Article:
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Prog Rock Hell

The 70’s was known for an overabundance of Prog-rock, short for Progressive rock, short for really long self-indulgent songs showcasing musicianship and inane lyrics that only sound good when you are stoned. Yes, that was a run-on sentence, just like the 14 minute piano solo on any Emerson, Lake & Palmer album.

I don’t mean to pick on Prog rock, but I actually do. You see, I was sucked into the prog-rock vortex back in the day. It started with Jethro Tull’s Thick as A Brick and moved on to Yes and the aforementioned ELP.

My early experimentations with cannabis brought me to the gates of Prog rock hell. I stayed there for what seemed like an eternity. and like I would imagine the real hell, it got really boring.

Okay, so you can play three keyboards at the same time while spinning in the air. So, you can play a triple neck guitar solo sitting down for twenty minutes. I wish I was more impressed.

The lyrics in prog rock were usually about wizards and interplanetary beings showing man how he is destroying the planet with his evil war mongering and littering. yawn.

The culmination of bad prog rock was probably The Alan Parsons Project. Probably the worst band ever invented. Apparently Alan Parsons was one of the engineers on Abbey Road and Dark Side of the Moon. This gave him a free ticket into the prog rock club.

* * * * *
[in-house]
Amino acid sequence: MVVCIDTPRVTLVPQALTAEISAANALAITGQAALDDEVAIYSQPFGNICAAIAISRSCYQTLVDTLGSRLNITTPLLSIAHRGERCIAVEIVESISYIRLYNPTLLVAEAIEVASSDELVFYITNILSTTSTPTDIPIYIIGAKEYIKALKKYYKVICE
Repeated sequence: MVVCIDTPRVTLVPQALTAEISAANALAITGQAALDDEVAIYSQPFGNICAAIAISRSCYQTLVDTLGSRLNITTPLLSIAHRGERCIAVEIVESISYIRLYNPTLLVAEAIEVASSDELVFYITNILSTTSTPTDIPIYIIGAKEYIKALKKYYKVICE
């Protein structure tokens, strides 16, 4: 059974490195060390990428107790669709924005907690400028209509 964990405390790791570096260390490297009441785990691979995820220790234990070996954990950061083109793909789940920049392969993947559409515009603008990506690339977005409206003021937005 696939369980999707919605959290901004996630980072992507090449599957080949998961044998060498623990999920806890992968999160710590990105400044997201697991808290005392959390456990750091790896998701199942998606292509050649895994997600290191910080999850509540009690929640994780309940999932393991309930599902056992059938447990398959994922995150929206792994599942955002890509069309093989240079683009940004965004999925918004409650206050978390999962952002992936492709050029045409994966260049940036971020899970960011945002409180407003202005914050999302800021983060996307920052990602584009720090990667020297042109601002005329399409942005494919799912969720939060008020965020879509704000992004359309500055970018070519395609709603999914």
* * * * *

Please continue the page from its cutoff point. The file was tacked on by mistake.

I liked Yes (the band), the Fragile album. It had some pop sensibility. I actually enjoyed the earlier “Time And A Word” album even more. They lost me on “Close To The Edge.” Ten minutes of water dripping is not my idea of a pop song. I owned Yessongs, the triple live album and listened to it enough to get the idea of Yes. After that I was pretty much saying No to Yes.

Genesis, early Peter Gabriel, Genesis were interesting. I recall them scaring me during a performance they did on Midnight Special (a very cool late night concert show). I went out and bought a few of their albums. Once Peter Gabriel left, they sucked big time.

However, there were a few bands that were labeled Prog-rock that I actually still like. King Crimson, Gentle Giant, Nektar and um, um…that’s it

King Crimson – 20th Century Schitzoid Man


About Stevie GB

60 year old stand up comedian from Long Island. My approach to comedy is telling the truth about being married, middle aged and living in the suburbs. I enjoy making people laugh without making them feel uncomfortable. My act is clean and clever. Featured in Newsday and on News12. Winner of the Huntington Arts Council Laff-off, 2006. 3rd place winner of LI Press Best of LI 2011, A regular on The Long Island Comedy Festival for 9 consecutive years. Opened for Dennis Miller, Louie Anderson, Kevin Pollak, Bobby Collins, Bob Nelson, Uncle Floyd, Kevin Meaney, and many more.

One response to “Prog Rock Hell

  1. rocknrollnick ⋅

    Yes the truth can finally be told! Im sure youre saving your hate for Rush for later! ha ha… Passion and attitude will always trump technique in rock n roll

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